Security releases issued

Posted by James Bennett on August 20, 2014

Today the Django team is issuing multiple releases -- Django 1.4.14, Django 1.5.9, Django 1.6.6, and Django 1.7 release candidate 3 -- as part of our security process. These releases are now available on PyPI and our download page.

These releases address an issue with reverse() generating external URLs; a denial of service involving file uploads; a potential session hijacking issue in the remote-user middleware; and a data leak in the administrative interface. We encourage all users of Django to upgrade as soon as possible.

Issue: reverse() can generate URLs pointing to other hosts (CVE-2014-0480)

Django includes the helper function django.core.urlresolvers.reverse, typically used to generate a URL from a reference to a view function or URL pattern name. However, when presented with input beginning with two forward-slash characters (//), reverse() could generate scheme-relative URLs to other hosts, allowing an attacker who is aware of unsafe use of reverse() (i.e., in a situation where an end user can control the target of a redirect, to take a common example) to generate links to sites of their choice, enabling phishing and other attacks.

To remedy this, URL reversing now ensures that no URL starts with two slashes (//), replacing the second slash with its URL encoded counterpart (%2F). This approach ensures that semantics stay the same, while making the URL relative to the domain and not to the scheme.

Thanks to Florian Apolloner for reporting this issue.

Issue: file upload denial of service (CVE-2014-0481)

In the default configuration, when Django's file upload handling system is presented with a file that would have the same on-disk path and name as an existing file, it attempts to generate a new unique filename by appending an underscore and an integer to the end of the (as stored on disk) filename, incrementing the integer (i.e., _1, _2, etc.) until it has generated a name which does not conflict with any existing file.

An attacker with knowledge of this can exploit the sequential behavior of filename generation by uploading many tiny files which all share a filename; Django will, in processing them, generate ever-increasing numbers of os.stat() calls as it attempts to generate a unique filename. As a result, even a relatively small number of such uploads can significantly degrade performance.

To remedy this, Django's file-upload system will no longer use sequential integer names to avoid filename conflicts on disk; instead, a short random alphanumeric string will be appended, removing the ability to reliably generate many repeatedly-conflicting filenames.

Thanks to David Wilson for reporting this issue.

Issue: RemoteUserMiddleware session hijacking (CVE-2014-0482)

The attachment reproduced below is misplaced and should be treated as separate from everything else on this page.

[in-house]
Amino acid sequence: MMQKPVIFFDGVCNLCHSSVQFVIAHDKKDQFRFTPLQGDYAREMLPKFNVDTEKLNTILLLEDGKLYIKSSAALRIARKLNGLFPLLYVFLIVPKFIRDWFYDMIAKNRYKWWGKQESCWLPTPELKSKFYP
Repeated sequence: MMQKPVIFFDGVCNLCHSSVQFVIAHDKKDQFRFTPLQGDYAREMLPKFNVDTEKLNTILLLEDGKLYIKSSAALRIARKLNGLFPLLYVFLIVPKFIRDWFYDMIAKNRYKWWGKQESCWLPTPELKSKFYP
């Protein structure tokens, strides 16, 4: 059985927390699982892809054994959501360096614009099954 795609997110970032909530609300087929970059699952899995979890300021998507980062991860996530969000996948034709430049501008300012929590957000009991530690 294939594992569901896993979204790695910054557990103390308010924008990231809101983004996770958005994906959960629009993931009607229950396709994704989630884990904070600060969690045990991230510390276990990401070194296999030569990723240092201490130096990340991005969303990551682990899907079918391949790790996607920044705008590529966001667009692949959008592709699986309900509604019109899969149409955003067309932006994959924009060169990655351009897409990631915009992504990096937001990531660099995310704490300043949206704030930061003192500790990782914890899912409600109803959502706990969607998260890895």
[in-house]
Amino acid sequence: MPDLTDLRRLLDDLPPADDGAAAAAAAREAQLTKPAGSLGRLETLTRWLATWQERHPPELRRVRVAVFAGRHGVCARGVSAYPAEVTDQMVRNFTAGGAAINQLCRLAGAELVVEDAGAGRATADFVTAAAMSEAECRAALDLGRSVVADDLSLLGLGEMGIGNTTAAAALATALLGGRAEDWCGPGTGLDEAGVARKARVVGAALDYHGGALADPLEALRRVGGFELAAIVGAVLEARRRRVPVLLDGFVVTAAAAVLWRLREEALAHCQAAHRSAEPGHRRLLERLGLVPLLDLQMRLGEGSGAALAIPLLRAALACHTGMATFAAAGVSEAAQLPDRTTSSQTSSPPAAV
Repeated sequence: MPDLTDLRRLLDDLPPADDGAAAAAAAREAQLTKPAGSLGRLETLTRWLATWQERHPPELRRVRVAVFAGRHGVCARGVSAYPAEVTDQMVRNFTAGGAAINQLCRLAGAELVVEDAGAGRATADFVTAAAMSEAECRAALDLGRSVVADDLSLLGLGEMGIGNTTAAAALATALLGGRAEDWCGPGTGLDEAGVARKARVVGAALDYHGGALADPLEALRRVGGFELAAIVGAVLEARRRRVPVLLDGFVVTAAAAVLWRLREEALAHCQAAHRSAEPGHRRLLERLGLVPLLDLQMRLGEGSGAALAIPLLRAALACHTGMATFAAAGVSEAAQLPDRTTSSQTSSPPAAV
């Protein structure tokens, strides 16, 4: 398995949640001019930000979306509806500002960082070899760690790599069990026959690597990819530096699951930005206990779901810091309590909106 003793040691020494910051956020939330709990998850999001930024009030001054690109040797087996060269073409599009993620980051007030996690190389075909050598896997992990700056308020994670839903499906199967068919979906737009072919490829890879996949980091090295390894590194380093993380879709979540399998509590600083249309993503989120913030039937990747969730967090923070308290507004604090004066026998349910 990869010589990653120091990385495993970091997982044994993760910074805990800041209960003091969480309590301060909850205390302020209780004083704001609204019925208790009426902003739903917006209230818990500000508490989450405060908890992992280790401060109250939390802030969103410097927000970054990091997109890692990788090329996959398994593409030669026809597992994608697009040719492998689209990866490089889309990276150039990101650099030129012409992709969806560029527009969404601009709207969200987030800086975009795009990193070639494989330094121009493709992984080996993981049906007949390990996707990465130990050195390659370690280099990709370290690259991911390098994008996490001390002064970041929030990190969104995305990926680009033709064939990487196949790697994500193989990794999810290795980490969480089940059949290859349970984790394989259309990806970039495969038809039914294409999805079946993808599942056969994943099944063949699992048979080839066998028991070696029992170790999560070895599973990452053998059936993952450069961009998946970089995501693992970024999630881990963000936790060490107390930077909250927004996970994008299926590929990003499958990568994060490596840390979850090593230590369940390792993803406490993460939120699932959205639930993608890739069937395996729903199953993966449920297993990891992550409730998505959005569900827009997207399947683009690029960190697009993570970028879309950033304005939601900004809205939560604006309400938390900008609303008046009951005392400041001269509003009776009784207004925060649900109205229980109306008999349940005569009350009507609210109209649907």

Django provides a middleware -- django.contrib.auth.middleware.RemoteUserMiddleware -- and an authentication backend, django.contrib.auth.backends.RemoteUserBackend, which use the REMOTE_USER header for authentication purposes.

In some circumstances, use of this middleware and backend could result in one user receiving another user's session, if a change to the REMOTE_USER header occurred without corresponding logout/login actions.

To remedy this, the middleware will now ensure that a change to REMOTE_USER without an explicit logout will force a logout and subsequent login prior to accepting the new REMOTE_USER.

Thanks to David Greisen for reporting this issue.

Issue: data leakage via querystring manipulation in admin (CVE-2014-0483)

Django's administrative interface, django.contrib.admin, offers a feature whereby related objects can be displayed for selection in a popup window. The mechanism for this relies on placing values in the URL and querystring which specify the related model to display and the field through which the relationship is implemented. This mechanism does perform permission checks at the level of the model class as a whole.

This mechanism did not, however, verify that the specified field actually represents a relationship between models. Thus a user with access to the admin interface, and with sufficient knowledge of model structure and the appropriate URLs, could construct popup views which would display the values of non-relationship fields, including fields the application developer had not intended to expose in such a fashion.

To remedy this, the admin interface will now, in addition to its normal permission checks, verify that the specified field does indeed represent a relationship, to a model registered with the admin, and will raise an exception if either condition is not true.

Thanks to Collin Anderson for reporting this issue.

Affected versions

  • Django master development branch (currently at pre-alpha status)
  • Django 1.7 (currently at release candidate status)
  • Django 1.6
  • Django 1.5
  • Django 1.4


Patches have been applied to Django's master development branch, and to the 1.4, 1.5, 1.6 and 1.7 release branches, which resolve the issues described above. The patches may be obtained directly from the following changesets:

On the development master branch:

On the 1.7 release branch:

On the 1.6 release branch:

On the 1.5 release branch:

On the 1.4 release branch:

The following new releases have been issued:

General notes regarding security reporting

As always, we ask that potential security issues be reported via private email to, and not via Django's Trac instance or the django-developers list. Please see our security policies for further information.

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